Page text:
Mountain Ash 13 | The abstracted composition of this photograph encourages the viewer to see the beauty in the natural world through patterns, lines, form, and texture. It celebrates the majesty of a regenerating forest once devastated by bushfires, and now a multi-layered, mystical landscape–rich in texture and the detail of nature.
STILLEVEN 1 | Stilleven (still-life) paintings were popular in the Netherlands in the 1600’s symbolising an era of wealth, scientific advancement and creativity. Despite this, numerous outbreaks of Plague occurred which is analogous to today. ‘Stilleven’, a contemporary interpretation of these paintings is produced using scanography. Whilst both interpretations evoke serenity, they’re manufactured in different ways. Dutch masters spent months painting flowers grown in disparate regions and never simultaneously in-season. ‘Stilleven’ images speak to the cohesiveness of an ecosystem that Dutch still-life never spoke to. ‘Stilleven’ has been generated in less time with much of the process undertaken after the scan is created.
"Battle Cry" a fictitious battle scene rages on the beach of TaiTung Taiwan. Under the surveillance of China where zero tolerance for conversations of sovereignty or colonial history are accepted. From the series RED COATS + INDIANS / The GAMES we PLAY is a covert and subversive dialogue that reverses the narrative. Referencing 'cowboys + indians', Captain Cook, Japan and China we flip the script and the 'indians' are the heroes and win the battle, saving their lands, culture, people and sovereignty.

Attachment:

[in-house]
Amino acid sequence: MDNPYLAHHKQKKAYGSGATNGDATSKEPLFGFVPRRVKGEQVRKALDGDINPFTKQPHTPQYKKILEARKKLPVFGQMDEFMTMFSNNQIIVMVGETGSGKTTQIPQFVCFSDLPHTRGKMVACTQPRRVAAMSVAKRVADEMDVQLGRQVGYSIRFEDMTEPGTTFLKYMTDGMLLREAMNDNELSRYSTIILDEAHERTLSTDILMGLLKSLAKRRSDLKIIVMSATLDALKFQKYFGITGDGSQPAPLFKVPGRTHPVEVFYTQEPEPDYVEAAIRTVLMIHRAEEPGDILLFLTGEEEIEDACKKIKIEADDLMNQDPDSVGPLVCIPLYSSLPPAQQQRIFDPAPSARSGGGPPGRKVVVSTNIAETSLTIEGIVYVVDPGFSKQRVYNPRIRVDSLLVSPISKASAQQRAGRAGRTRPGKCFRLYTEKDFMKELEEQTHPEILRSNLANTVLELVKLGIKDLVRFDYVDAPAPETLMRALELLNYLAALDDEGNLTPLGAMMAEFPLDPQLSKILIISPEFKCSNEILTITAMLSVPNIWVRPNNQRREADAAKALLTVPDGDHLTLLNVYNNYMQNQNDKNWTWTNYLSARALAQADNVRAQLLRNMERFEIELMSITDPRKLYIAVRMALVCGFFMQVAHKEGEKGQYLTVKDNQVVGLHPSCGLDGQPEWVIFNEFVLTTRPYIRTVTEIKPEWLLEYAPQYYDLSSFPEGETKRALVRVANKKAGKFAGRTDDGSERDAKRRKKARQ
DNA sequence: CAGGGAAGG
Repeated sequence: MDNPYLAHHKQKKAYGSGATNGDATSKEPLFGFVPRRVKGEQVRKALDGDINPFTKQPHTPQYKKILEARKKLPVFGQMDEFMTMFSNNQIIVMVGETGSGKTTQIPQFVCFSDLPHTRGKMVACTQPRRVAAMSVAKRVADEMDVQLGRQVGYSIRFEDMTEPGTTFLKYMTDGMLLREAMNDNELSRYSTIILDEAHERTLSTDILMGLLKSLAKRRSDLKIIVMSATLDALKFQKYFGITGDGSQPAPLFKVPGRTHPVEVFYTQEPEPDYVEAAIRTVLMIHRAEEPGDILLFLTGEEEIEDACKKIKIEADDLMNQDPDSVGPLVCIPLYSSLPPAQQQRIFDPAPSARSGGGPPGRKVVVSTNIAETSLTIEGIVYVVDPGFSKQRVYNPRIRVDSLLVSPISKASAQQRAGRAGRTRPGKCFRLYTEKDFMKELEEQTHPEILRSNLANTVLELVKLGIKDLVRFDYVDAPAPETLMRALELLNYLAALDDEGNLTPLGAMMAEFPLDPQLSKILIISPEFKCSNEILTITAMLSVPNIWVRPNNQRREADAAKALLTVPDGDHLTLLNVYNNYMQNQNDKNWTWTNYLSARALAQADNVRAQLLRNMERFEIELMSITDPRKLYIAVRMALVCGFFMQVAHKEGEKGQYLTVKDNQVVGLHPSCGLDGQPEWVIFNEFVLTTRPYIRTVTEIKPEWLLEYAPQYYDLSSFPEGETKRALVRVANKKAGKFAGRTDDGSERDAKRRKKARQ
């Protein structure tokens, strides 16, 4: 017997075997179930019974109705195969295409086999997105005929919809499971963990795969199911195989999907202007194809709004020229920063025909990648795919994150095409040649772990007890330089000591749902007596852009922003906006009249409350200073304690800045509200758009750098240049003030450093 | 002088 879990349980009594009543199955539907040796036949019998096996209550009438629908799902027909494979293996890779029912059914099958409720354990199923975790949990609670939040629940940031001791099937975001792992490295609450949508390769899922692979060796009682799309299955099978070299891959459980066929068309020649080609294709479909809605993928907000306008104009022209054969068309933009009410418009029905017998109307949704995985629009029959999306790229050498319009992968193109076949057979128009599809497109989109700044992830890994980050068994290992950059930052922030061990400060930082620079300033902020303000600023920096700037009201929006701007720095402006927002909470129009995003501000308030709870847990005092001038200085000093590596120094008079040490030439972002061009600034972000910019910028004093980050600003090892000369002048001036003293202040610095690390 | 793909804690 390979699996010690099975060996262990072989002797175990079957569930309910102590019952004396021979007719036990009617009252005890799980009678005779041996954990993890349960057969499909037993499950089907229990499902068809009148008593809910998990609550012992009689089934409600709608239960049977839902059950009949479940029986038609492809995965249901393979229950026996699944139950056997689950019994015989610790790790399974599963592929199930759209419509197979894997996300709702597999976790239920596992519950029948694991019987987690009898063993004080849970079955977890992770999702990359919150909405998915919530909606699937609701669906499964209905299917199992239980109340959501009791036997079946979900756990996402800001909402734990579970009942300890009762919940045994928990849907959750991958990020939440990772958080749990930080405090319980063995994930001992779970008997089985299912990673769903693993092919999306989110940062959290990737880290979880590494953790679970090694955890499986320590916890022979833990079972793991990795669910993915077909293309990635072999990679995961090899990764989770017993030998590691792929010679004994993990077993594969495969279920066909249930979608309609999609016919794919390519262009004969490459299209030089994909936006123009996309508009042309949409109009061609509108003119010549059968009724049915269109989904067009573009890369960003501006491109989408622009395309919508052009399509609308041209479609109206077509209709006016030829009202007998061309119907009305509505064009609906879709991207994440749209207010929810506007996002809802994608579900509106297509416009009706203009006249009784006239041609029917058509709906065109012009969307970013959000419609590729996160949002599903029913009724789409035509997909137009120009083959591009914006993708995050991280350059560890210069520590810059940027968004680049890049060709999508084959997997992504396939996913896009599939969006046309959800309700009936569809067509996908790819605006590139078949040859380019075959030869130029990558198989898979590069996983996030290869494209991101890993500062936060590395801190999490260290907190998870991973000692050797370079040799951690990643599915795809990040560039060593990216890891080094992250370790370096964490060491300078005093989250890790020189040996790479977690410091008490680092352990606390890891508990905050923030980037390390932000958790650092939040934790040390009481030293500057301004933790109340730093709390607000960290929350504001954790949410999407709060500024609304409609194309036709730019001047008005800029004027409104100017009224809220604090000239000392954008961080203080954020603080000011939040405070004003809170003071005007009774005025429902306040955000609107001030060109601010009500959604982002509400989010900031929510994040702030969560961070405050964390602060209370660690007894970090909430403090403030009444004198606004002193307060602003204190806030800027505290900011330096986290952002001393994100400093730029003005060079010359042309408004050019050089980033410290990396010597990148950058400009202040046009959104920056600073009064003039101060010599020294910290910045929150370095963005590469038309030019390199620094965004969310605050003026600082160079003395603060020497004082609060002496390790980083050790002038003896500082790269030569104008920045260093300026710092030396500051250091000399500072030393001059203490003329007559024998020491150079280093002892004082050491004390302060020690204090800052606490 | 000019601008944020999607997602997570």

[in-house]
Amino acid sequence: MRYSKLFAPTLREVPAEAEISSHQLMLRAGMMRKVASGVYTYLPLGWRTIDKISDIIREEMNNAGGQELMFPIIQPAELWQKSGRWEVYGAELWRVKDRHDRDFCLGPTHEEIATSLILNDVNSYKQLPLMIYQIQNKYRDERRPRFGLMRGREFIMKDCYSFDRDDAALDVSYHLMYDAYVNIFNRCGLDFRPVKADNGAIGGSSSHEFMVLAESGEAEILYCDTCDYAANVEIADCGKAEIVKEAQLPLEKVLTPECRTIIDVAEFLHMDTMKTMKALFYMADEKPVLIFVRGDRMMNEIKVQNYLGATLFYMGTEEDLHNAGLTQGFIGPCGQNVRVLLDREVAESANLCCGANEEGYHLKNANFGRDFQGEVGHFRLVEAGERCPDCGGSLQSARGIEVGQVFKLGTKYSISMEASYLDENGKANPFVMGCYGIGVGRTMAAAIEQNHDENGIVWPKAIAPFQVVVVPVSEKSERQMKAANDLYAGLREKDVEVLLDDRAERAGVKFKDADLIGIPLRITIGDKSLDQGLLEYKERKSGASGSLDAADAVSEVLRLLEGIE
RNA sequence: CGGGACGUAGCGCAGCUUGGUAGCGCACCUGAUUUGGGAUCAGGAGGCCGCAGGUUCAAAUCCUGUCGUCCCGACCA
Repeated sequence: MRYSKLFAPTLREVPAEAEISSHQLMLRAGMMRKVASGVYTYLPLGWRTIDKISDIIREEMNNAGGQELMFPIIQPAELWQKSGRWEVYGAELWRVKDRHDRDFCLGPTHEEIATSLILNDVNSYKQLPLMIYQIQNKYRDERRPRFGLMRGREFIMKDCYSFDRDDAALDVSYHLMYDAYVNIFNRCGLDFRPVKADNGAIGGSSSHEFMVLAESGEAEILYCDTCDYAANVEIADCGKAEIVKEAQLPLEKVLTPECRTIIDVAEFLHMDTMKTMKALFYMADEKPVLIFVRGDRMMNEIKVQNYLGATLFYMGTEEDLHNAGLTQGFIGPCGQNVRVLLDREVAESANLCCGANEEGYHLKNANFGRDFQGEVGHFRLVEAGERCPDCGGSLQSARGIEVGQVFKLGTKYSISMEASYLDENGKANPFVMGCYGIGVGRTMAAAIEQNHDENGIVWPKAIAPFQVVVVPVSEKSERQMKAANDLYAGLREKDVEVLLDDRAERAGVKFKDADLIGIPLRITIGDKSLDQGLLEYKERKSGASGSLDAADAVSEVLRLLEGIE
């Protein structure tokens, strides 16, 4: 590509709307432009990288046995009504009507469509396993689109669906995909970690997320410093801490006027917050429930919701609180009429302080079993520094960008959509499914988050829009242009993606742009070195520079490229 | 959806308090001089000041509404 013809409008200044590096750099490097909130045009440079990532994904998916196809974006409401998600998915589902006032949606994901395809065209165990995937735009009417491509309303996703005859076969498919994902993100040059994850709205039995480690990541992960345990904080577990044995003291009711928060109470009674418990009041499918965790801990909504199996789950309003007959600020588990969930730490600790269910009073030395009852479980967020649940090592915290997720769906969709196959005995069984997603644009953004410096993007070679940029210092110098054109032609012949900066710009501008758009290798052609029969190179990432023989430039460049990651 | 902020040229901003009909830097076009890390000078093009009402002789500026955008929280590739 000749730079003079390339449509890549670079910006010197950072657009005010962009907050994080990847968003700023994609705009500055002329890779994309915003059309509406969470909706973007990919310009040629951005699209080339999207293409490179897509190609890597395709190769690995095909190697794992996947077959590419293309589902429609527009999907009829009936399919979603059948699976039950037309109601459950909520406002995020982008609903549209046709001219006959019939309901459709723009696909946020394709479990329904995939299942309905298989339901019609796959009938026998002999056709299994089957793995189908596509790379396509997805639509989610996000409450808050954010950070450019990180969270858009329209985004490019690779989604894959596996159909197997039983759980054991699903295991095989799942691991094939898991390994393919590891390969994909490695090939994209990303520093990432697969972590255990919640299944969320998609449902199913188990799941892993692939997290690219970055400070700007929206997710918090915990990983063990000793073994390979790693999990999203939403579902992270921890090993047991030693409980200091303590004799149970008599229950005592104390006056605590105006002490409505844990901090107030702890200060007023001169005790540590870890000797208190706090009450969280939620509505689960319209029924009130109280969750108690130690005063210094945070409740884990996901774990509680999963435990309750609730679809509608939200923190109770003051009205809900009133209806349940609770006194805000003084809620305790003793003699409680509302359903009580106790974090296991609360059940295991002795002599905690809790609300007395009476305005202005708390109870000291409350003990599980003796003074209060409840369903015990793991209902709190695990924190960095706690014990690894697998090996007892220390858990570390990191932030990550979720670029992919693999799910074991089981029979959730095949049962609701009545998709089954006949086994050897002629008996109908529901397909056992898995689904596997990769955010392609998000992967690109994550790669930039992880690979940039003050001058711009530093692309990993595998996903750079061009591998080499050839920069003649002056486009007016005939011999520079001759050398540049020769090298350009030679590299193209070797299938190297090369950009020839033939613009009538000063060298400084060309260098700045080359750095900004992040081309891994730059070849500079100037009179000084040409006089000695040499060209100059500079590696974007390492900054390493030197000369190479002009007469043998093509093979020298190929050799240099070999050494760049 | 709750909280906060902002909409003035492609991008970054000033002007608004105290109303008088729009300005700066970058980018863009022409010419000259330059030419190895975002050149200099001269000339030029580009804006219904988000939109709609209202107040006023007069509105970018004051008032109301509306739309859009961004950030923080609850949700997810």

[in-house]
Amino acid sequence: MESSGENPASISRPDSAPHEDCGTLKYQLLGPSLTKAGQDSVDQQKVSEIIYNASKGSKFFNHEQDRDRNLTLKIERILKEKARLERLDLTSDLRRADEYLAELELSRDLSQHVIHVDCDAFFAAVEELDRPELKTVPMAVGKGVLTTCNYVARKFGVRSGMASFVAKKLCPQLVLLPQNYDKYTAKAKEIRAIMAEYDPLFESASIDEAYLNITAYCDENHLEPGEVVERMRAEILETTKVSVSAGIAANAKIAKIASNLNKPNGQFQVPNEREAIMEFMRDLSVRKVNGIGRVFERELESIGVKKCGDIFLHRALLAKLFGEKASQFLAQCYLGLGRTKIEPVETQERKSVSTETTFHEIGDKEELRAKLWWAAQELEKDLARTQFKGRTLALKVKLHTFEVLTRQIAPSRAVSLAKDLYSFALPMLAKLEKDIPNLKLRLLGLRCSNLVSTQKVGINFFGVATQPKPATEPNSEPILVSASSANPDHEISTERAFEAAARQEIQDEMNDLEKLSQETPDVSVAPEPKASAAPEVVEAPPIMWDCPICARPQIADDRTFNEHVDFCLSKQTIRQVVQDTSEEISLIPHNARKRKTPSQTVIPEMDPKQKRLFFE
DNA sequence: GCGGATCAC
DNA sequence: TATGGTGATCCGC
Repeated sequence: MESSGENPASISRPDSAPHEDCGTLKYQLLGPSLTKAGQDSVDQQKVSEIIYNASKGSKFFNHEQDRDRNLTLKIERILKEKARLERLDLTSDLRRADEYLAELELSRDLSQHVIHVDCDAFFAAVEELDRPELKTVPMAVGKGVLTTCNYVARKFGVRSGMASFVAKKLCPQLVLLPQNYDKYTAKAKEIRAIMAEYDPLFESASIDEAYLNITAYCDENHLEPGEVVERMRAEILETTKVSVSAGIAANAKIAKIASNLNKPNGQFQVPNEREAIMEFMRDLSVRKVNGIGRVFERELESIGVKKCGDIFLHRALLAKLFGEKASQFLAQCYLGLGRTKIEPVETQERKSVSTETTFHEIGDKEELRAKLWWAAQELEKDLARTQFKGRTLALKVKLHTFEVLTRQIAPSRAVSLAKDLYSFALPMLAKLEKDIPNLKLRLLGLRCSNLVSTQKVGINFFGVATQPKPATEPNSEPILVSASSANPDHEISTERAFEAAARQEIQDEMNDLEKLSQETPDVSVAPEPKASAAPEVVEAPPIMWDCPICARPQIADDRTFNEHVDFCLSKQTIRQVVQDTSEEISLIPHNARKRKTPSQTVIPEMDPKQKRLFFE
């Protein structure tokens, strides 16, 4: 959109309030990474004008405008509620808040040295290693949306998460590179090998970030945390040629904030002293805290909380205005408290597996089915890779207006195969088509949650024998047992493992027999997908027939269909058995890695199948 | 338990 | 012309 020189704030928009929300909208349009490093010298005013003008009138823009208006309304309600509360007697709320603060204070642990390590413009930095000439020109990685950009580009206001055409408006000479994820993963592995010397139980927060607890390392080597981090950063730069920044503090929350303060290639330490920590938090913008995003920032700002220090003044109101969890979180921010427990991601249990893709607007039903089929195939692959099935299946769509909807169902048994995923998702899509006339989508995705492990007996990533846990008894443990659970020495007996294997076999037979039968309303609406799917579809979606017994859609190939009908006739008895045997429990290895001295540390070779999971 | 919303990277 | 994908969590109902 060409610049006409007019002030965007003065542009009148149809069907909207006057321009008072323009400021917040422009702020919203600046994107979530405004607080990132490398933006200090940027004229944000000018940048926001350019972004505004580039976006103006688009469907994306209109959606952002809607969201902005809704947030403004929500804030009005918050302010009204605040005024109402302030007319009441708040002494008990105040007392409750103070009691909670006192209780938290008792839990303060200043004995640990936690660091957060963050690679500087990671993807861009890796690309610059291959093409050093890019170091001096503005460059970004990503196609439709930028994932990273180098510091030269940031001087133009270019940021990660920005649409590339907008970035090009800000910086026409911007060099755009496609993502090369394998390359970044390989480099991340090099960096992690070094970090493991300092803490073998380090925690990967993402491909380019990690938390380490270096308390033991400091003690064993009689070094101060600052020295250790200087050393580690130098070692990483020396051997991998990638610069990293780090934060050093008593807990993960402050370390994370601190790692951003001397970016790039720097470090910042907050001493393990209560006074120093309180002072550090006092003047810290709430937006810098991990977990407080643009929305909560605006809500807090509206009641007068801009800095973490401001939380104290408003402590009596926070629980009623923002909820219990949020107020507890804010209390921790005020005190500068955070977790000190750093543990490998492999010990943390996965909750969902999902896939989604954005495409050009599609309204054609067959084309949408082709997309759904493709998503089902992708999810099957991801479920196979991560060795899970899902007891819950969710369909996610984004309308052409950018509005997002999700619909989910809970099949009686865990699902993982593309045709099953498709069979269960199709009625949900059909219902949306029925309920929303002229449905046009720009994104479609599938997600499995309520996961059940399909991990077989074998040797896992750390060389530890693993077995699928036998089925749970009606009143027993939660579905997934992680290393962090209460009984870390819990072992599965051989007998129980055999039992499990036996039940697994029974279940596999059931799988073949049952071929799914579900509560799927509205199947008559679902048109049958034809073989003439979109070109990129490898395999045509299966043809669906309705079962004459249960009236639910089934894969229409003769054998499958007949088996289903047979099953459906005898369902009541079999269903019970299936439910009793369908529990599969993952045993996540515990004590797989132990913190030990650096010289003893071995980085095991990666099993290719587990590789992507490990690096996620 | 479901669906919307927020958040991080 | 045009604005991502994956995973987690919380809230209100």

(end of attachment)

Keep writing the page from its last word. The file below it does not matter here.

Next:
Reverberation Chamber | Beauty is in the eye of the beholder. These photographs mark the beginning of a long-term project documenting places of science and research, teaching and engineering, places that are unseen and unfamiliar to the majority. My intent is to reveal the accidental aesthetics and beauty that exists in these spaces built with form and function as a priority, exploring an idea of art intersecting with science and vice versa.
Infected Landscape #1 | Infected Landscape #1 is my response to the recent 2021 lockdown in Sydney. The virus had mutated; once again working with multiple exposures of the Cooks River, I decided to mutate my negatives. I made a makeshift lab in the basement of my home and exposed the processed negatives to biological materials. The growth of living organisms across the surface created an alternate reality that felt true to my experience, where breathing the air itself was dangerous.
White Light | This picture is from my series "On Route". The idea for this series had been simmering for several years and it wasn't till the lockdowns that I found the time to take my ideas and create the imagery. I am drawn to graphic, minimal images that feature recognisable urban subjects depicted in a somewhat detached, de-cluttered world, a world free from the noisy distractions of everyday life. The resulting works are somewhat ambiguous, leaving room for you – the viewer – to explore and interpret in your own way. Inviting you to discover your own emotional response.
Lacy hills | The trees on the hills around Araluen NSW were devastated in the 20-21 summer bushfires leaving the hills looking like they were covered in lace against the sky.
Melting tree | During the extended Sydney lockdown in 2021, night walks became my creative saviour. The empty streets and the cool winter air combined to inspire me to rediscover my local area. I became particularly enamuored with urban trees - the harsh, direct streetlights give them a whole new life in the evening. Here, a local fig tree is transformed into an eerie, wax-like form, seemingly dripping onto the pavement and into the road.